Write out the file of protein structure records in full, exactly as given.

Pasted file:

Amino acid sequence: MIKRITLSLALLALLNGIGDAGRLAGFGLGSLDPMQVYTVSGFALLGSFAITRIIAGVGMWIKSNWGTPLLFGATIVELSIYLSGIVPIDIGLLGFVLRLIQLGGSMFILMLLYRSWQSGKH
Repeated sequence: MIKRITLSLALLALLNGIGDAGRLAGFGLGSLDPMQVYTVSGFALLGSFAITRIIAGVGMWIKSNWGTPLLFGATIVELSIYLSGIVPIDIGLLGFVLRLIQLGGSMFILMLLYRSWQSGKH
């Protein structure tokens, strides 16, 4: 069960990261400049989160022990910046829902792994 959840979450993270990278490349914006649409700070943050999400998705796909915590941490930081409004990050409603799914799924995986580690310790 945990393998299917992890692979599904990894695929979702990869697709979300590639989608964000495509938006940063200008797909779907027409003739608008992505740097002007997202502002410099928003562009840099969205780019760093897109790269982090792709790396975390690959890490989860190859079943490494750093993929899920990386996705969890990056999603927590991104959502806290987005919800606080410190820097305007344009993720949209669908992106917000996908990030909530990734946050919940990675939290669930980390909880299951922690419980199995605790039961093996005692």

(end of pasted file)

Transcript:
Amino acid sequence: MIKRITLSLALLALLNGIGDAGRLAGFGLGSLDPMQVYTVSGFALLGSFAITRIIAGVGMWIKSNWGTPLLFGATIVELSIYLSGIVPIDIGLLGFVLRLIQLGGSMFILMLLYRSWQSGKH
Repeated sequence: MIKRITLSLALLALLNGIGDAGRLAGFGLGSLDPMQVYTVSGFALLGSFAITRIIAGVGMWIKSNWGTPLLFGATIVELSIYLSGIVPIDIGLLGFVLRLIQLGGSMFILMLLYRSWQSGKH
């Protein structure tokens, strides 16, 4: 069960990261400049989160022990910046829902792994 959840979450993270990278490349914006649409700070943050999400998705796909915590941490930081409004990050409603799914799924995986580690310790 945990393998299917992890692979599904990894695929979702990869697709979300590639989608964000495509938006940063200008797909779907027409003739608008992505740097002007997202502002410099928003562009840099969205780019760093897109790269982090792709790396975390690959890490989860190859079943490494750093993929899920990386996705969890990056999603927590991104959502806290987005919800606080410190820097305007344009993720949209669908992106917000996908990030909530990734946050919940990675939290669930980390909880299951922690419980199995605790039961093996005692």